PZ: How would you define art?

NAWP: Art is the creative self-expression of a person of any age or animal.

PZ: What are you working on now?

NAWP: I am trying to find better ways to make fur on small domestic animals look even more realistic. My feathers on my Chinese ring-necked pheasants and prairie chicken look so real. Another historical painting that I am doing is six dimensions a showing woman with roses in hand with a wall and doorway behind her exposing the terrace with a fountain and what lays behind the fountain. Really complex but beautiful.

PZ: How does the pandemic influence your work and sensibility?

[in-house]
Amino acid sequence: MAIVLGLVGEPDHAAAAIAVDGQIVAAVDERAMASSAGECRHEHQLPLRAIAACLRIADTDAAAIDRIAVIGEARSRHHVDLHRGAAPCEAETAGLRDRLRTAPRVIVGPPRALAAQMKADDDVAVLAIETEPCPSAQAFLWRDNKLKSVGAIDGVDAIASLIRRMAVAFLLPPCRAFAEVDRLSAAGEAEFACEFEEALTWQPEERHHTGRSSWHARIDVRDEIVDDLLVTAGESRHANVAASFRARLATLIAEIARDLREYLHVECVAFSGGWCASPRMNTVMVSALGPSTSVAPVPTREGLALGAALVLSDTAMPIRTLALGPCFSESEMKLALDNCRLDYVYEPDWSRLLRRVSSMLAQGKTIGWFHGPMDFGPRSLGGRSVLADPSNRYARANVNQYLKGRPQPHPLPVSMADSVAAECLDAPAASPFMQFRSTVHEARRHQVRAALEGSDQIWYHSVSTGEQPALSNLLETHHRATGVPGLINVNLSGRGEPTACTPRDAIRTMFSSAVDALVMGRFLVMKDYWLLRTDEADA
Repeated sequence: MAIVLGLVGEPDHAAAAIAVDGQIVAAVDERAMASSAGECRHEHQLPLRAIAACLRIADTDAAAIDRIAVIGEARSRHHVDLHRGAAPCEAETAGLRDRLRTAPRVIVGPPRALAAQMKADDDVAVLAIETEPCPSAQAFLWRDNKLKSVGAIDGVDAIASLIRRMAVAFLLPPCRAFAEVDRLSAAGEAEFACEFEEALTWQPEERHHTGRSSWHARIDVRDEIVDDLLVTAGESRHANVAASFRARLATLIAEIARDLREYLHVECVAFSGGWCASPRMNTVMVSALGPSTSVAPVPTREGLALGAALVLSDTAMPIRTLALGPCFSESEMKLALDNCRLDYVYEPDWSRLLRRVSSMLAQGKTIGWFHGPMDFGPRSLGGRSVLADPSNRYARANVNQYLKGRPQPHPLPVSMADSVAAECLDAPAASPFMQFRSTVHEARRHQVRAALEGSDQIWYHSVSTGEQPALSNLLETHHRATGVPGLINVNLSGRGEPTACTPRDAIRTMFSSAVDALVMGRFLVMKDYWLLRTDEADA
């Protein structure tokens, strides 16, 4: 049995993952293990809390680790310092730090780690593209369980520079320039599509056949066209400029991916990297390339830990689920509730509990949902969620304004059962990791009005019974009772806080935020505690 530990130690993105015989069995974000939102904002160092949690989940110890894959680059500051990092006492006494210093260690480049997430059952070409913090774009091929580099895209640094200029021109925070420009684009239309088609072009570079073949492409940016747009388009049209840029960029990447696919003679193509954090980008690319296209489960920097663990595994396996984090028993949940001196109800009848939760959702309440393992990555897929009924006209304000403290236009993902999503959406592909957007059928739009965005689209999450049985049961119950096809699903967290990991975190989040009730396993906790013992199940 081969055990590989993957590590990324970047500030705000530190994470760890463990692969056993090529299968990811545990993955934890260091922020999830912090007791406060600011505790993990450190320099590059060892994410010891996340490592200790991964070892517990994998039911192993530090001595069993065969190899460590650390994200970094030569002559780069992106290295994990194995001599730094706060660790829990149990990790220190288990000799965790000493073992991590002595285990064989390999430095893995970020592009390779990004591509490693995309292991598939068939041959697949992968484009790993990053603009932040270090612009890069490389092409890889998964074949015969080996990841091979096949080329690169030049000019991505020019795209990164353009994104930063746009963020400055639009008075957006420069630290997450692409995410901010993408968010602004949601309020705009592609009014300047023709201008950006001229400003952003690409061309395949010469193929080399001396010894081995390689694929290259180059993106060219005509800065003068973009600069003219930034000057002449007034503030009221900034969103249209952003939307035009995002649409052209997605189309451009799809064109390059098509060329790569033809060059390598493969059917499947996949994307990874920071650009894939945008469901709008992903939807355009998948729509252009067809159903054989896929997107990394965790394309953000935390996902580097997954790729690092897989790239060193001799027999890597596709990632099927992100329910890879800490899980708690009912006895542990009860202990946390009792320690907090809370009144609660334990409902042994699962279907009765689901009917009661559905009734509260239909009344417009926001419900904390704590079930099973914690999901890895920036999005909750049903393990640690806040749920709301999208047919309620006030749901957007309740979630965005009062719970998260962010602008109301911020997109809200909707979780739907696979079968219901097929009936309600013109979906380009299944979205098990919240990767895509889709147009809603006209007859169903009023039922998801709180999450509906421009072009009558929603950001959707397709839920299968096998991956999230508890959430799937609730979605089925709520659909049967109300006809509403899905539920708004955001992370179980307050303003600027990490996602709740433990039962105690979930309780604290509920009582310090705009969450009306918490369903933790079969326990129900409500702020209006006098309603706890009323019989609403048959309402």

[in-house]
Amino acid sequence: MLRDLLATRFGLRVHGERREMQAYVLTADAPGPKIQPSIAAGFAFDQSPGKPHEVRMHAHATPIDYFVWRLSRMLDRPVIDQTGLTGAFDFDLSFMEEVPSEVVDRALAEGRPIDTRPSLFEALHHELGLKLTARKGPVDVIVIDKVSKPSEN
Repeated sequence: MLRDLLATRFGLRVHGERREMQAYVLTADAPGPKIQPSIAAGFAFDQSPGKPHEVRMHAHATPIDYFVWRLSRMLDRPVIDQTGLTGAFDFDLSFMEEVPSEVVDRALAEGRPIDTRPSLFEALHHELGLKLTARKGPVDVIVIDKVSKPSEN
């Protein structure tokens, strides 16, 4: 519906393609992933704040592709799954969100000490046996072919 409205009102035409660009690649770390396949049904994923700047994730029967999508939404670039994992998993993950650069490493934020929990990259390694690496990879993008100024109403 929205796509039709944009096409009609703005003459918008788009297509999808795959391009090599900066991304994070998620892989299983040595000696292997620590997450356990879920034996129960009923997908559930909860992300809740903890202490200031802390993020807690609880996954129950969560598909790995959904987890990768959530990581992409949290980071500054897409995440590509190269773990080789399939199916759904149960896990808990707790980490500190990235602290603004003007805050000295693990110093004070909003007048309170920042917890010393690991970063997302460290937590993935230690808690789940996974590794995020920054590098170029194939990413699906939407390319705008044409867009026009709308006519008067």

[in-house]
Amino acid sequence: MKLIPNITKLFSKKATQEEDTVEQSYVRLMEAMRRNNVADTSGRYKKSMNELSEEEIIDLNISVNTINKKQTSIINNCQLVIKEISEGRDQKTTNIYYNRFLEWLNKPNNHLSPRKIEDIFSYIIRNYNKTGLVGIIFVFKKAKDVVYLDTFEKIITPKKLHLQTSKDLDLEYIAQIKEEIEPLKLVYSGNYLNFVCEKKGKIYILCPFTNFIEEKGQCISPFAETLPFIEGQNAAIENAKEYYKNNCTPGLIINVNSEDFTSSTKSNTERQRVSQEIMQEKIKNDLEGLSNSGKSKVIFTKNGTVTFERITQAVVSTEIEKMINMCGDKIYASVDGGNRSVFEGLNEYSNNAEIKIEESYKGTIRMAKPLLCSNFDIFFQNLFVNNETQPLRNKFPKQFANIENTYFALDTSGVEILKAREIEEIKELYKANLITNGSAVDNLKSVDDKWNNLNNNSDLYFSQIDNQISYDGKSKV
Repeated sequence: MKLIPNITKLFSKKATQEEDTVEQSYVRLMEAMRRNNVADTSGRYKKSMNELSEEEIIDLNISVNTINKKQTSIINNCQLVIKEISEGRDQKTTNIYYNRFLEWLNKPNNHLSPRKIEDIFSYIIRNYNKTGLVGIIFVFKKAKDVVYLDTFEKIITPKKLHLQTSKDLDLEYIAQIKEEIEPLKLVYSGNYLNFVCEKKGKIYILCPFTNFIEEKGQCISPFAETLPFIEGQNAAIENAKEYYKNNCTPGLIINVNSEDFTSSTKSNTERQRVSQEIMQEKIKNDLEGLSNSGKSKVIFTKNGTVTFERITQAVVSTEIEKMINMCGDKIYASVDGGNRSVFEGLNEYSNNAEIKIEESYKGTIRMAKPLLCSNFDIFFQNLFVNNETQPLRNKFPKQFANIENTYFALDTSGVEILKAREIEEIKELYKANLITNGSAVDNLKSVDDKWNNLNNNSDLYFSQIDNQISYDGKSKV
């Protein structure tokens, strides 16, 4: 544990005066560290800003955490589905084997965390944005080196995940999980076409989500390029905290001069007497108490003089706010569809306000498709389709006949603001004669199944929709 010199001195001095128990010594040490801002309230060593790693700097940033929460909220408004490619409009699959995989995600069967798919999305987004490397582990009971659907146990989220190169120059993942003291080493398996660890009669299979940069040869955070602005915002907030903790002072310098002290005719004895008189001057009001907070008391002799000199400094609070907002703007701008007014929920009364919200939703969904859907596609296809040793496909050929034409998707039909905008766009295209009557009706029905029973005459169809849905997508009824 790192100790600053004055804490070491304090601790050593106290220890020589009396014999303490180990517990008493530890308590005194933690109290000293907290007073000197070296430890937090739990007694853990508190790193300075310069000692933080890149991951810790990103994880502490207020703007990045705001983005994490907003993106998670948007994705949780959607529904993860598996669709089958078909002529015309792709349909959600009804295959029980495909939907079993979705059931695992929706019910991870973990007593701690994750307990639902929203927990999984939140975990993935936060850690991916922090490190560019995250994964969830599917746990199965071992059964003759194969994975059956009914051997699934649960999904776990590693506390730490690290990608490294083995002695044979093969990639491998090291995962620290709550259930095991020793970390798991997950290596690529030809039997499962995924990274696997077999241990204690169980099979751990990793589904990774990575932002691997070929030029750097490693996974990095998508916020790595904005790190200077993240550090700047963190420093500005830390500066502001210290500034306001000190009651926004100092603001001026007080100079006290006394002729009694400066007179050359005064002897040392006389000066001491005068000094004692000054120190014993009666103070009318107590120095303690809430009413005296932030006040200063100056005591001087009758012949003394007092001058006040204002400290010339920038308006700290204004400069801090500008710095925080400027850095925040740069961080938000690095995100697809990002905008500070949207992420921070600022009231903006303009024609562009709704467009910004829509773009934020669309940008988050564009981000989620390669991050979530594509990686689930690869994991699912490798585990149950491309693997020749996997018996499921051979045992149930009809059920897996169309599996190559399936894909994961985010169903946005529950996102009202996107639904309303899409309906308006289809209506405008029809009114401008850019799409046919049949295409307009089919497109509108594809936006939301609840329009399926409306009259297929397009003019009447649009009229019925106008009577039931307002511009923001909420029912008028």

NAWP: The pandemics have caused many places to either shut down temporarily or closed for good. Just like some years ago with the recession, many museums in the United States were laying off employees and not accepting any new art to be submitted. As an artist you have to take the current events in stride and look hopefully to the future that things will right itself once more. I feel so very sorry for anyone that lost their lives or that of a loved one; even for the covid survivors that still show symptoms. I know firsthand as in the 1970’s I had four fatal diseases that I contracted in the sterile O.R. studying to become a surgical missionary nurse at one time.  Five doctors gave me no hope to survive but God alone healed me. I owned the antique shop while I was regaining my strength back. I personally know what they went through as the patient. My heart truly goes out to them. There is a light at the end of the tunnel. I am very grateful to God for all that He has blessed me with including my art talent, good health and the opportunities he allows me to share my art with the world. If you like my work I hope you will take the time to thank God from whom my talent comes from. My hope is that when the pandemics cease to be a problem for everyone around the world that people will have a renewed zest not only for the arts but for life and family as well.